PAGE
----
Choosing a Future

Choosing a Future

The Social and Legal Aspects of Climate Change

Edited by Anna Grear and Conor Gearty

The issue is no longer whether climate change is happening; it is rather what we should now be doing about it. Drawing together key thinkers and policy experts, this unique volume – also a Special Issue of the Journal of Human Rights and the Environment - engages with the human dimensions of climate change, offering a timely intervention into contemporary debates about the challenging relationship between law and society in a time of climate crisis. The result is an imaginative, well-informed and provocative collection of contemporary engagements with the greatest challenge of the age, concerned not only to understand the current crisis but to offer perspectives on how it can be addressed. At the heart of this volume is the conviction that change is urgent, possible and morally imperative.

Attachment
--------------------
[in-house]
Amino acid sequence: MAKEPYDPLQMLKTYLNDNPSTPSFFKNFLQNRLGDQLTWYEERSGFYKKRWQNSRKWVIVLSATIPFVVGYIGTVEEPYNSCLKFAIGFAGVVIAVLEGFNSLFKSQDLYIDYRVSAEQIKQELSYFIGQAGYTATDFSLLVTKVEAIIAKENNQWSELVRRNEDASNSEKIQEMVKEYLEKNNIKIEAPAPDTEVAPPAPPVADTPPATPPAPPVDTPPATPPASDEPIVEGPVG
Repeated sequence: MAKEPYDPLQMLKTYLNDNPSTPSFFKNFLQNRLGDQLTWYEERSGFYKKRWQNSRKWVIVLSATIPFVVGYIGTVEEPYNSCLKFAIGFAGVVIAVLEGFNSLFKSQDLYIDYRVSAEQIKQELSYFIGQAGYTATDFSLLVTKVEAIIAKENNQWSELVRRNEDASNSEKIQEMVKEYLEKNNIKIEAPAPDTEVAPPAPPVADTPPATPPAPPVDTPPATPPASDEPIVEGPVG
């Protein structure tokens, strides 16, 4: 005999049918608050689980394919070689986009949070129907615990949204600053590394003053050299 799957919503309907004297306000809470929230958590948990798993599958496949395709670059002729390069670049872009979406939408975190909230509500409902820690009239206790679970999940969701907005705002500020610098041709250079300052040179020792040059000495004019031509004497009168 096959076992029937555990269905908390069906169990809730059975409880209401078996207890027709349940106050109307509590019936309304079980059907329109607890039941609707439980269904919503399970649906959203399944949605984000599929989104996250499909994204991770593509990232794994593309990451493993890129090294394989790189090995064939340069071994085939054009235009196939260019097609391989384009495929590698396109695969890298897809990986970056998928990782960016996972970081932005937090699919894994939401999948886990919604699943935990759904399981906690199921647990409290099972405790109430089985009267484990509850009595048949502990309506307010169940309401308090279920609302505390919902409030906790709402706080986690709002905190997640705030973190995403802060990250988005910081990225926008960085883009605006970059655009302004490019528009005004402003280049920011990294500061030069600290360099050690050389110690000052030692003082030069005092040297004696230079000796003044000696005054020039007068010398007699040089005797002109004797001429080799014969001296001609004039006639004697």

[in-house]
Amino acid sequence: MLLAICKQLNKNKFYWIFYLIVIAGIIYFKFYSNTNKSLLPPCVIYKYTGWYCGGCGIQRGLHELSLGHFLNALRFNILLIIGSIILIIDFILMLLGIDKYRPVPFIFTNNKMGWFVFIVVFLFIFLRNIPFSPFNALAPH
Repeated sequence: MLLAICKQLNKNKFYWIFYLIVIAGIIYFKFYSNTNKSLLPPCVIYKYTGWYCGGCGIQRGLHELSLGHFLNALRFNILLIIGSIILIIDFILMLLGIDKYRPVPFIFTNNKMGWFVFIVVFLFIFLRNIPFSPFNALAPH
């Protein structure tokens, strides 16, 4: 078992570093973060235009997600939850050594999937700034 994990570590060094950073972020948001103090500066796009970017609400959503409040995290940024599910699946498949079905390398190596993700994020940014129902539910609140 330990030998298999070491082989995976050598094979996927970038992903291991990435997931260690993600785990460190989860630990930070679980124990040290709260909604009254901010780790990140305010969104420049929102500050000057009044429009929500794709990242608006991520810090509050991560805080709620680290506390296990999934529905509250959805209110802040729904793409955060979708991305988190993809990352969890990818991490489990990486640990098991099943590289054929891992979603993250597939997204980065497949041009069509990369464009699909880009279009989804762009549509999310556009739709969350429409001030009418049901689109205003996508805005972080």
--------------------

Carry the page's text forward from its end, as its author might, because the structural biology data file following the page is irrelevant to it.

Chapter 6: Directional climate justice: the normative relationship between moral claim rights and directed obligations

Marcus Hedahl

Subjects: environment, climate change, environmental law, law - academic, environmental law, human rights, law and society, politics and public policy, environmental politics and policy

Extract

A prominent theoretical analysis of moral claim rights holds that a right exists if and only if a corresponding directed obligation exists. Unfortunately, that traditional analysis has significant problems with a large number of apparent rights, including rights related to climate change. Many theorists take this limitation to be sufficient grounds to reject this traditional analysis, but eliminating the link between rights and directed obligations risks losing the essential, directional aspect of such rights. This theoretical impasse can be resolved by recognizing that the link between moral claim rights and directed obligations is normative rather than descriptive: a moral claim right ought to engender directed obligations, but it need not actually do so in order to be properly analysed as a right. Recognizing the normative link between rights and obligations not only solves a theoretical riddle, but also uncovers several practical consequences for our ethical understanding of climate change.

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